We are adding 17 km of roads every day: Oscar Fernandes

November 18, 2013

Interview with Union Minister for Road, Transport & Highways


The road ministry is on target to set up a road regulator before the next Parliament session is over. In an interview with Manu BalachandranOscar Fernandes, Union minister for road, transport and highways, talks about funding and other issues affecting the sector and the means to tackle them. Edited excerpts:

The prime minister on Monday reviewed the progress in the sector. Are all the projects on track?

We have reviewed the progress of projects and are on track as far as the number of projects are concerned. We are adding 17 km a day and that was the original target set by the ministry. The main concern is we are not finding bidders for new projects. Recently, when we invited bids for a number of projects, we were disappointed to find (that there were) no takers.

Private players have raised concerns about their participation in the road sector. How are you looking to address them?

First, there were some concerns about premium rescheduling. The finance ministry has set up a committee under C Rangarajan to decide on the premium to be paid and the terms and conditions for rescheduling. We will wait for its recommendation and then take a final decision. The government has also relaxed the exit norms for developers in road projects. The National Highway Authority of India (NHAI) has also been very actively acquiring land, since banks do not fund projects to private sector if 90 per cent of the land is not acquired. We have speeded up acquisition and this year we have achieved double of what we had acquired last year.

The Northeast is strategically important to the country. But, developers and officials say projects there do not take off due to lack of security.

That isn’t true. We have an accelerated programme and I have been personally visiting the states to assess the pace of projects. On Sunday, I was in Tripura to evaluate a project. But the main problem is funding.

Banks are not willing to lend to projects, but the roads ministry and NHAI have been doing whatever we could to provide that. There is a plan to go abroad and showcase development prospects in India’s road sector. But, even if overseas companies are willing to invest, we have to ensure that land is acquired and various clearances are received. So, at this point, we are trying to ensure that the ingredients are in place. We will ensure that land acquisition and environmental clearance for projects are on track to make the sector lucrative.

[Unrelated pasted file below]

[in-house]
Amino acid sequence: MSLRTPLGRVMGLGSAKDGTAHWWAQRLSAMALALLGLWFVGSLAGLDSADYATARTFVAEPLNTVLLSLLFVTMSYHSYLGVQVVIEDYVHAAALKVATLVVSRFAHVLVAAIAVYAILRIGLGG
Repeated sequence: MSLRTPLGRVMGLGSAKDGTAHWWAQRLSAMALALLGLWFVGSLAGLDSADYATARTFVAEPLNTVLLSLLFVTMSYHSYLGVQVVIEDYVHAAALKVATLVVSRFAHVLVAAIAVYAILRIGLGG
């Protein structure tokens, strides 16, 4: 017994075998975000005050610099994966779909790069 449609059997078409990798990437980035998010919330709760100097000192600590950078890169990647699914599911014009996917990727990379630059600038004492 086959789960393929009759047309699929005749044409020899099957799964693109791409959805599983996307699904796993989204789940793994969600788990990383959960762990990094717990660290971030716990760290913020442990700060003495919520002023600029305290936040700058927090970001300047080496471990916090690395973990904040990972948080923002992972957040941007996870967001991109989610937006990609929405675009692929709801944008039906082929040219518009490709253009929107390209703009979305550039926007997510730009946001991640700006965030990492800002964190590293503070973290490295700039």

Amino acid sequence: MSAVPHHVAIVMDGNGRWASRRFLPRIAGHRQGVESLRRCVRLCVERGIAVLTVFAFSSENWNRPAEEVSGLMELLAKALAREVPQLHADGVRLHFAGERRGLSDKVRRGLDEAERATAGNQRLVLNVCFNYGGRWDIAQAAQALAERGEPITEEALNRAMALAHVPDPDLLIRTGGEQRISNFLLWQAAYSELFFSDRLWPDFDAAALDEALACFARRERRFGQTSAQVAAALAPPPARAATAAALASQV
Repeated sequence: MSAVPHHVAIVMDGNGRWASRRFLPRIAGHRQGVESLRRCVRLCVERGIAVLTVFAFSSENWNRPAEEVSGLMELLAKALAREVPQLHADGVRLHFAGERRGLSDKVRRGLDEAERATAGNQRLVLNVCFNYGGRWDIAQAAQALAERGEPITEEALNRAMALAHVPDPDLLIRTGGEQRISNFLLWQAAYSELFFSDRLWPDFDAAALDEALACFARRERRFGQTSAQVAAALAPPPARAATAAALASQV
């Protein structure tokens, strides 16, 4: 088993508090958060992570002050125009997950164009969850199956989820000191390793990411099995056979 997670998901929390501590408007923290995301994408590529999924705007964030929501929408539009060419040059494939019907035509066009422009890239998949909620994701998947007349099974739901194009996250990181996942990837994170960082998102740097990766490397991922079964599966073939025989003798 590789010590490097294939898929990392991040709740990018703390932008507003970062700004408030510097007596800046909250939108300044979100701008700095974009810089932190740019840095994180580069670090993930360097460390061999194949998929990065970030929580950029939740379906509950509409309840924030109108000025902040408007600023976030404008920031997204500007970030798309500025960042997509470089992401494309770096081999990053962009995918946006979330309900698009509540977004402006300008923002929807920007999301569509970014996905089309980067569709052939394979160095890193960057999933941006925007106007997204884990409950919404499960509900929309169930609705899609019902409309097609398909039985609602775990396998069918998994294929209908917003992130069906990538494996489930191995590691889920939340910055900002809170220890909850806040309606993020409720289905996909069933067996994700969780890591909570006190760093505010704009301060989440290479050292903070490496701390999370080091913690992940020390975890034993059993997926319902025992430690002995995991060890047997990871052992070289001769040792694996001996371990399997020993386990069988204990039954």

Are we likely to see a road regulator in place this year? There are also talks about a proposed policy on auto recall after the General Motors incident?

With regard to the road regulator, we have a draft bill ready and are keen on passing it during the coming Parliament session itself. Road projects are often spread over a 20-25-year period and there might be various concerns that might be raised during the period. The regulator will essentially look at pre- and post-construction work and will look into areas such as contract dispute resolution. As far as vehicle recall is concerned, I do not think there is a need for any policy. Vehicle companies should take the effort to inspect the product and ensure quality before marketing the product. But that is the responsibility of the company and the government should not be party to that.

When can we expect a decision on Quadricycles?

A technical committee is currently studying all the concerns that were raised from various quarters. We can take a decision only after they come out with a report.



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